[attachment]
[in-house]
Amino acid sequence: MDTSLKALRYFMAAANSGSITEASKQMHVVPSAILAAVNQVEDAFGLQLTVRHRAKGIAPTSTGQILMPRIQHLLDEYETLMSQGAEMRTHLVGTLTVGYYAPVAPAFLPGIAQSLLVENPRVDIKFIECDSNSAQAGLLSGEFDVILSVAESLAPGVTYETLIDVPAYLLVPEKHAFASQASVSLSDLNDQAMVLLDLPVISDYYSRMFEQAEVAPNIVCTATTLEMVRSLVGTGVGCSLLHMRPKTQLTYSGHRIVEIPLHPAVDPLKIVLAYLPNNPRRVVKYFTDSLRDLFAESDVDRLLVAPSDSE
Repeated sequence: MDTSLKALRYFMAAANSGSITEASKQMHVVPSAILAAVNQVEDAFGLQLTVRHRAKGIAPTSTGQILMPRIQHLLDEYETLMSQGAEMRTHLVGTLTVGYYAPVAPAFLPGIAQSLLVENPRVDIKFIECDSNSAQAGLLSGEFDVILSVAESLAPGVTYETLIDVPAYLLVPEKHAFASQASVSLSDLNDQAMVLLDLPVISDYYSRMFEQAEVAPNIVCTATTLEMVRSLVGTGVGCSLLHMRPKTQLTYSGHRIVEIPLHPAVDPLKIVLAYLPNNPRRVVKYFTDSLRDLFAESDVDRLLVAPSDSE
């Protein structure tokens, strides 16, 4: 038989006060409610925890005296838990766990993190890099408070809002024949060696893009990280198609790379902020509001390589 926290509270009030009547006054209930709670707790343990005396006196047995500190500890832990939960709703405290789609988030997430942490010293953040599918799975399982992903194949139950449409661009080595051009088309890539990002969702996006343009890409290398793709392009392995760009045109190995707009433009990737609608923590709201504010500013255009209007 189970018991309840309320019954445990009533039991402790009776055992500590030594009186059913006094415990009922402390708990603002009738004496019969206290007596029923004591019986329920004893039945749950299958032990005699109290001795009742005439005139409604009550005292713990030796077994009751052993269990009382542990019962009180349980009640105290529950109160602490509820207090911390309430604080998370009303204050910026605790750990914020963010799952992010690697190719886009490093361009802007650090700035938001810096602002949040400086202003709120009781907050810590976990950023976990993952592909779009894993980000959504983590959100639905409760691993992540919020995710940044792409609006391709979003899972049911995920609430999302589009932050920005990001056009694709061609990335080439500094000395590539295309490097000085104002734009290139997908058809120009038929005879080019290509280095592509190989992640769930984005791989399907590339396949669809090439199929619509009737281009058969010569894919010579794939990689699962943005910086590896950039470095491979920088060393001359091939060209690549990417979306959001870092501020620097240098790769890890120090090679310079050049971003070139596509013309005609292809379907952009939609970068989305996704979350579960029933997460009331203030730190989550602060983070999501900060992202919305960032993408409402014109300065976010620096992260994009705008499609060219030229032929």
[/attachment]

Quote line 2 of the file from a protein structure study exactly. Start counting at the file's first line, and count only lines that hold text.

Amino acid sequence: MDTSLKALRYFMAAANSGSITEASKQMHVVPSAILAAVNQVEDAFGLQLTVRHRAKGIAPTSTGQILMPRIQHLLDEYETLMSQGAEMRTHLVGTLTVGYYAPVAPAFLPGIAQSLLVENPRVDIKFIECDSNSAQAGLLSGEFDVILSVAESLAPGVTYETLIDVPAYLLVPEKHAFASQASVSLSDLNDQAMVLLDLPVISDYYSRMFEQAEVAPNIVCTATTLEMVRSLVGTGVGCSLLHMRPKTQLTYSGHRIVEIPLHPAVDPLKIVLAYLPNNPRRVVKYFTDSLRDLFAESDVDRLLVAPSDSE